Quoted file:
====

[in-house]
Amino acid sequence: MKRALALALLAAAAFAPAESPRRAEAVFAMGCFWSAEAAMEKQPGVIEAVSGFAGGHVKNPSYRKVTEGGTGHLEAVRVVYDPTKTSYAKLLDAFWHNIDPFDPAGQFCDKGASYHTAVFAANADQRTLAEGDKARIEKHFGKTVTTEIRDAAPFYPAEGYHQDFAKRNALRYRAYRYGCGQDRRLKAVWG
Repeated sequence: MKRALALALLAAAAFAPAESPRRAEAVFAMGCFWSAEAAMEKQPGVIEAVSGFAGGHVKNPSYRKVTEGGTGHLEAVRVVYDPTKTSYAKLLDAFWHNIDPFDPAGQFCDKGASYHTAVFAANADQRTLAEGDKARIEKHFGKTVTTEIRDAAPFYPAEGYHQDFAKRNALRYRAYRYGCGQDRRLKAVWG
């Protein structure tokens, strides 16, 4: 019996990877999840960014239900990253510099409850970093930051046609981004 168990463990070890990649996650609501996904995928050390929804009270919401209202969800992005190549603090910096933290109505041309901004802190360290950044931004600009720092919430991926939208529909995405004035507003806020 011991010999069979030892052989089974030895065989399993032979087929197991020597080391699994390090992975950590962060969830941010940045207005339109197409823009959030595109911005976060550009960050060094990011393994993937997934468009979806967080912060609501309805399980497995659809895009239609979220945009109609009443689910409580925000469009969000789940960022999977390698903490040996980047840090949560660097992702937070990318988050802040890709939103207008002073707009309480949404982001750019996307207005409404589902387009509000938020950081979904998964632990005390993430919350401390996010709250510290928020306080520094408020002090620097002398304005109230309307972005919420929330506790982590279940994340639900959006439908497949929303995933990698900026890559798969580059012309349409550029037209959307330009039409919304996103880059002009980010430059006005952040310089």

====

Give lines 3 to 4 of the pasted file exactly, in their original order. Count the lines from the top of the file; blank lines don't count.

Repeated sequence: MKRALALALLAAAAFAPAESPRRAEAVFAMGCFWSAEAAMEKQPGVIEAVSGFAGGHVKNPSYRKVTEGGTGHLEAVRVVYDPTKTSYAKLLDAFWHNIDPFDPAGQFCDKGASYHTAVFAANADQRTLAEGDKARIEKHFGKTVTTEIRDAAPFYPAEGYHQDFAKRNALRYRAYRYGCGQDRRLKAVWG
């Protein structure tokens, strides 16, 4: 019996990877999840960014239900990253510099409850970093930051046609981004 168990463990070890990649996650609501996904995928050390929804009270919401209202969800992005190549603090910096933290109505041309901004802190360290950044931004600009720092919430991926939208529909995405004035507003806020 011991010999069979030892052989089974030895065989399993032979087929197991020597080391699994390090992975950590962060969830941010940045207005339109197409823009959030595109911005976060550009960050060094990011393994993937997934468009979806967080912060609501309805399980497995659809895009239609979220945009109609009443689910409580925000469009969000789940960022999977390698903490040996980047840090949560660097992702937070990318988050802040890709939103207008002073707009309480949404982001750019996307207005409404589902387009509000938020950081979904998964632990005390993430919350401390996010709250510290928020306080520094408020002090620097002398304005109230309307972005919420929330506790982590279940994340639900959006439908497949929303995933990698900026890559798969580059012309349409550029037209959307330009039409919304996103880059002009980010430059006005952040310089």